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Advocate staff photo by Brenden Neville EPA environmental scientist Ken Teague inspects a recently formed marsh island, part of a freshwater diversion project to counteract coastal erosion, during a tour for federal and state coastal restoration representatives hosted by Plaquemines Parish on Tuesday, Oct. 4, 2011.

A Vermilion Parish government lawsuit blaming wetlands loss on exploration canals and waste disposal pits left after decades of oil and gas drilling must be heard in state court, a federal magistrate in Lafayette has found.

The recommendation, which still needs backing from U.S. District Judge Shelly Dick, mirrors what federal judges in the Eastern District of Louisiana in New Orleans have already ruled in 28 similar lawsuits filed by Jefferson and Plaquemines parishes over wetlands loss in those and other coastal parishes.

Vermilion's and the other parishes' damages suits allege the oil and gas companies violated the state's Coastal Resources Management Act of 1978 when they failed to fill in canals dug for oil and gas exploration and failed to clean up oil waste pits. The law applies to areas in the state's coastal zone, a broad swath of south Louisiana that includes Vermilion Parish. 

Vermilion is asking the court to have the defendants restore wetlands damaged from activities that were tied to 11 oil and gas fields and were subject to DNR permits.  

Blake David, one of the plaintiffs' attorneys, said the recommendation really isn't a surprise and likely means the case will be tried before a jury at the Vermilion Parish Courthouse and not at the federal courthouse in Lafayette.

"It's basically just following the law from the beginning of time," David said Wednesday.

U.S. Magistrate Carol B. Whitehurst's recommendation does not address the merits of the lawsuit itself.

State courts are often seen as a friendlier venue for plaintiff's attorneys.

Fifteenth Judicial District Attorney Keith Stutes filed the suit July 28, 2016, in state district court, but the defendants removed the case to U.S. District Court in Lafayette on Sept. 2, 2016. On June 30, Whitehurst signed her recommendation to send the suit back to state court.

Attorneys for the defendants have until July 14 to file objections. Attempts to reach the lead defense attorney on the case were unsuccessful Wednesday. Another lawyer referred calls to him.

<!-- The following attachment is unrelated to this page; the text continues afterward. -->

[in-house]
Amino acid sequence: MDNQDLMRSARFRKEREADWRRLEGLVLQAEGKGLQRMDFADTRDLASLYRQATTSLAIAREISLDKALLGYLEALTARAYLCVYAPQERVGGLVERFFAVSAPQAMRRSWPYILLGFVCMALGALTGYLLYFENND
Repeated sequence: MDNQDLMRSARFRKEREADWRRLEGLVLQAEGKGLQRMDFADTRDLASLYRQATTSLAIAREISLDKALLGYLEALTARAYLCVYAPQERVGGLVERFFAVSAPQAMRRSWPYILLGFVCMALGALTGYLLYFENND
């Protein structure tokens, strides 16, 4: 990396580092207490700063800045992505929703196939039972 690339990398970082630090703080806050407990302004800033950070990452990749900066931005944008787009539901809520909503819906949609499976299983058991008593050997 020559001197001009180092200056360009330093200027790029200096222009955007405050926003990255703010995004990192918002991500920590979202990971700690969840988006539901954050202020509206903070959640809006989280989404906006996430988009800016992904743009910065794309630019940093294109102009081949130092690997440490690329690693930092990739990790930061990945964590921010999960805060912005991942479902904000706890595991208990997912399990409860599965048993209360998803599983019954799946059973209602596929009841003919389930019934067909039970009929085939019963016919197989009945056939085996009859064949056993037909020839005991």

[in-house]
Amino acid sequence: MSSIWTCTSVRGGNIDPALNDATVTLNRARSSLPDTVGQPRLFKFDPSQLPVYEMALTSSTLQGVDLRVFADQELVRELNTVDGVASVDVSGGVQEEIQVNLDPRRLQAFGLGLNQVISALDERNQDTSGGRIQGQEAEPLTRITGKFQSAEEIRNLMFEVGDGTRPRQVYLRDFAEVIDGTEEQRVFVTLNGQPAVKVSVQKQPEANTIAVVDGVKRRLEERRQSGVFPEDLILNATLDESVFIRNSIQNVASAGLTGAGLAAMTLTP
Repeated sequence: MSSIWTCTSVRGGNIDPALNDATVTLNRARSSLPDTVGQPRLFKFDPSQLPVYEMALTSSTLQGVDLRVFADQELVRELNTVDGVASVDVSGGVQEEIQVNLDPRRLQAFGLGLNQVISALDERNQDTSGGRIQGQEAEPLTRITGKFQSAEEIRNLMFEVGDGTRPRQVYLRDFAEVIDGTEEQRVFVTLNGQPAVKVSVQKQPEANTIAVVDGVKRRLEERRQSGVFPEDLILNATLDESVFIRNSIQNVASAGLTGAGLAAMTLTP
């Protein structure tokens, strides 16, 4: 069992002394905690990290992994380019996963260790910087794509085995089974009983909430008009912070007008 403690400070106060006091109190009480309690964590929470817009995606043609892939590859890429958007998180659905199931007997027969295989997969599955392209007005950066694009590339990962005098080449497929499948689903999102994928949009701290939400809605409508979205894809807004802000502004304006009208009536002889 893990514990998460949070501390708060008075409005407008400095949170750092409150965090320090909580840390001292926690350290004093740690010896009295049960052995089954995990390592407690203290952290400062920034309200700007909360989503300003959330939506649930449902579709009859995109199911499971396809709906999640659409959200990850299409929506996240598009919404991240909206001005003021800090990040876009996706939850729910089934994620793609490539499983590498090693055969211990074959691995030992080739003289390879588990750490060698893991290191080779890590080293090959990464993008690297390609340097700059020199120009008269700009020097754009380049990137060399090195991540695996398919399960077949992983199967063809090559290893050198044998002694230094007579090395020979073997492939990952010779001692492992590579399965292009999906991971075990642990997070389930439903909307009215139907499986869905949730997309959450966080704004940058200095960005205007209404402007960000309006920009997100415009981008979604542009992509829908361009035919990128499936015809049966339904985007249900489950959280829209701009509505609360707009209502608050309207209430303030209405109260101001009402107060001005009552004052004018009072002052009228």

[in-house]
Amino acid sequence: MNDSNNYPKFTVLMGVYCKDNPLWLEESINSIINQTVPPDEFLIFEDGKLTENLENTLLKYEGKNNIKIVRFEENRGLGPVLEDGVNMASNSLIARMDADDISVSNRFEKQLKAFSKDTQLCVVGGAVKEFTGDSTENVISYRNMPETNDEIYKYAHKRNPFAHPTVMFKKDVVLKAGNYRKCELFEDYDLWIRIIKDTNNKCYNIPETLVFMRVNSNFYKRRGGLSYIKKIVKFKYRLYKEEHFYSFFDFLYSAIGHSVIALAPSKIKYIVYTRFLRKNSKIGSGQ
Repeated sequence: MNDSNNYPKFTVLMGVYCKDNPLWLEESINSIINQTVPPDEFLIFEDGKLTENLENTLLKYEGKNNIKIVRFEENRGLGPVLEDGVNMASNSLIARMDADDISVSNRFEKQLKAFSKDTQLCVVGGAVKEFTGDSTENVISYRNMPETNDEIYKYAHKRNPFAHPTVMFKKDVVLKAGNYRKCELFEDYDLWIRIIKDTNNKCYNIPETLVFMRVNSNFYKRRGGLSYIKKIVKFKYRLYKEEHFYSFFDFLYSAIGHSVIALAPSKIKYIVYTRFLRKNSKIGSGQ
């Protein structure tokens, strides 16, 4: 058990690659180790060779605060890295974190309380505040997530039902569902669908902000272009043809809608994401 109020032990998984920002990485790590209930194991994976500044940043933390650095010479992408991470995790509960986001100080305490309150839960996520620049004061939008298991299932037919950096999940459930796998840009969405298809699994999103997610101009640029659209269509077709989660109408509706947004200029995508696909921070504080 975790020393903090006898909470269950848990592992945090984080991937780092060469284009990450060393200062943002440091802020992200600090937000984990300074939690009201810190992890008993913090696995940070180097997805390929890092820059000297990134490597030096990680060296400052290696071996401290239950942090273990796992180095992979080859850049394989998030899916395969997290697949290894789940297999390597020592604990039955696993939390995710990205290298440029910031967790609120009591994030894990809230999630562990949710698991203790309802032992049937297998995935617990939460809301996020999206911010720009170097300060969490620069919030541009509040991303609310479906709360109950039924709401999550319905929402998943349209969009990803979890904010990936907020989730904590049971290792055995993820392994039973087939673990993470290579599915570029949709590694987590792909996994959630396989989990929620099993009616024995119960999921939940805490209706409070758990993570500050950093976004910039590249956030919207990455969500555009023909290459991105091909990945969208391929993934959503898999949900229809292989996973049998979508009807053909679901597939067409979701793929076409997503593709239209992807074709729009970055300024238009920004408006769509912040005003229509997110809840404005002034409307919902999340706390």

In relying on the state coastal law rather federal regulations, Vermilion's suit takes a different legal tack than the higher-profile suit filed in 2013 by the Southeast Louisiana Flood Protection Authority-East.

While the levee board suit also attempted to address wetlands loss allegedly tied to oil and gas drilling, that suit relied on different state legal claims which a federal judge in New Orleans found raised federal law questions due to their broad scope. The judge dismissed that suit in 2015. In March, the levee board lost an appeal at the 5th U.S. Circuit Court of Appeals.

Vermilion's suit specifically disavows claims under a variety of federal laws, but oil and gas companies, which want the suit heard in federal court, argue the suit still raises federal questions.

In a 40-page recommendation, Whitehurst details point-by-point why the oil and gas companies didn't meet muster in trying to keep the case in federal court. She points to the Vermilion case's reliance on state law to draw a distinction from the levee board case.

Among the companies' arguments, they claim the activities in Vermilion were related to drilling on the Outer Continental Shelf in the Gulf of Mexico, an area of federal jurisdiction. The oil and gas companies contend wetlands restoration being sought by the plaintiffs would alter the delivery of oil and gas from the Outer Continental Shelf to the land-based facilities.

Calling that theory "speculative," Whitehurst notes testimony from an LSU geologist and geographer in May who said wetlands restoration can complement production from the Outer Continental Shelf.

She also rejected oil companies' contention that the interconnections among onshore and offshore oil and gas operations necessarily bring in federal law. She quotes the district court in New Orleans, which found in the Plaquemines Parish case that such connections are "simply too remote and attenuated."

"Exercising jurisdiction in this manner would give federal courts jurisdiction over virtually any oil or gas dispute regardless of its relationship to OCS operations," Whitehurst wrote.

The 11 oil and gas fields raised in the Vermilion suit are Freshwater Bayou, North Freshwater Bayou, Intracoastal City, Buck Point, North Buck Point, Lac Blanc, Pecan Island, North Pecan Island, South Florence, West White Lake and Tigre Lagoon.

Follow David J. Mitchell on Twitter, @NewsieDave.